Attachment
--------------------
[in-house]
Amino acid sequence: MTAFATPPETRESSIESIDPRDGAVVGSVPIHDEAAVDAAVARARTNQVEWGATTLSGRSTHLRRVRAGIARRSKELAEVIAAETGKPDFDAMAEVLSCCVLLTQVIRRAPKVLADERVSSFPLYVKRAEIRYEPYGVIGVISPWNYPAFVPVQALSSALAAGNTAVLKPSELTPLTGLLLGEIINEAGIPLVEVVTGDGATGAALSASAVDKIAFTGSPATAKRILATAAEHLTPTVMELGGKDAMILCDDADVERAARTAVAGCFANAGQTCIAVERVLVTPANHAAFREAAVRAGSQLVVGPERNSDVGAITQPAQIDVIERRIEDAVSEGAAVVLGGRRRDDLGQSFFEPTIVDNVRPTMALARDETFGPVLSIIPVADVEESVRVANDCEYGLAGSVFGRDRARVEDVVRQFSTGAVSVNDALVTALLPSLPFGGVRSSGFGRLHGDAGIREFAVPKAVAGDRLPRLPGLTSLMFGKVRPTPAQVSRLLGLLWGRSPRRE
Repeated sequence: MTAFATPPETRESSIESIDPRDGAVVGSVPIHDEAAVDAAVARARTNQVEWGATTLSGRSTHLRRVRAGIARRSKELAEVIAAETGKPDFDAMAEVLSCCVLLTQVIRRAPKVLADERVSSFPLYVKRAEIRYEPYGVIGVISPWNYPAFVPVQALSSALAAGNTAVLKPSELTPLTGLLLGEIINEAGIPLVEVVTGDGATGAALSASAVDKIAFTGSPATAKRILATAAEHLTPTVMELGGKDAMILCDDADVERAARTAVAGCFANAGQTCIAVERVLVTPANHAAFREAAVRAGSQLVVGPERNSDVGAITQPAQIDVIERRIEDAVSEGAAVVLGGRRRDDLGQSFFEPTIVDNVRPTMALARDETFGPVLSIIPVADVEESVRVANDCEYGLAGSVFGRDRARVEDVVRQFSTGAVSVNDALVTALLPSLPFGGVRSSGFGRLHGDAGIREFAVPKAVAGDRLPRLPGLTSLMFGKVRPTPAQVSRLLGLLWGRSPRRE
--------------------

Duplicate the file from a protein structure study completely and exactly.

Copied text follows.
[in-house]
Amino acid sequence: MTAFATPPETRESSIESIDPRDGAVVGSVPIHDEAAVDAAVARARTNQVEWGATTLSGRSTHLRRVRAGIARRSKELAEVIAAETGKPDFDAMAEVLSCCVLLTQVIRRAPKVLADERVSSFPLYVKRAEIRYEPYGVIGVISPWNYPAFVPVQALSSALAAGNTAVLKPSELTPLTGLLLGEIINEAGIPLVEVVTGDGATGAALSASAVDKIAFTGSPATAKRILATAAEHLTPTVMELGGKDAMILCDDADVERAARTAVAGCFANAGQTCIAVERVLVTPANHAAFREAAVRAGSQLVVGPERNSDVGAITQPAQIDVIERRIEDAVSEGAAVVLGGRRRDDLGQSFFEPTIVDNVRPTMALARDETFGPVLSIIPVADVEESVRVANDCEYGLAGSVFGRDRARVEDVVRQFSTGAVSVNDALVTALLPSLPFGGVRSSGFGRLHGDAGIREFAVPKAVAGDRLPRLPGLTSLMFGKVRPTPAQVSRLLGLLWGRSPRRE
Repeated sequence: MTAFATPPETRESSIESIDPRDGAVVGSVPIHDEAAVDAAVARARTNQVEWGATTLSGRSTHLRRVRAGIARRSKELAEVIAAETGKPDFDAMAEVLSCCVLLTQVIRRAPKVLADERVSSFPLYVKRAEIRYEPYGVIGVISPWNYPAFVPVQALSSALAAGNTAVLKPSELTPLTGLLLGEIINEAGIPLVEVVTGDGATGAALSASAVDKIAFTGSPATAKRILATAAEHLTPTVMELGGKDAMILCDDADVERAARTAVAGCFANAGQTCIAVERVLVTPANHAAFREAAVRAGSQLVVGPERNSDVGAITQPAQIDVIERRIEDAVSEGAAVVLGGRRRDDLGQSFFEPTIVDNVRPTMALARDETFGPVLSIIPVADVEESVRVANDCEYGLAGSVFGRDRARVEDVVRQFSTGAVSVNDALVTALLPSLPFGGVRSSGFGRLHGDAGIREFAVPKAVAGDRLPRLPGLTSLMFGKVRPTPAQVSRLLGLLWGRSPRRE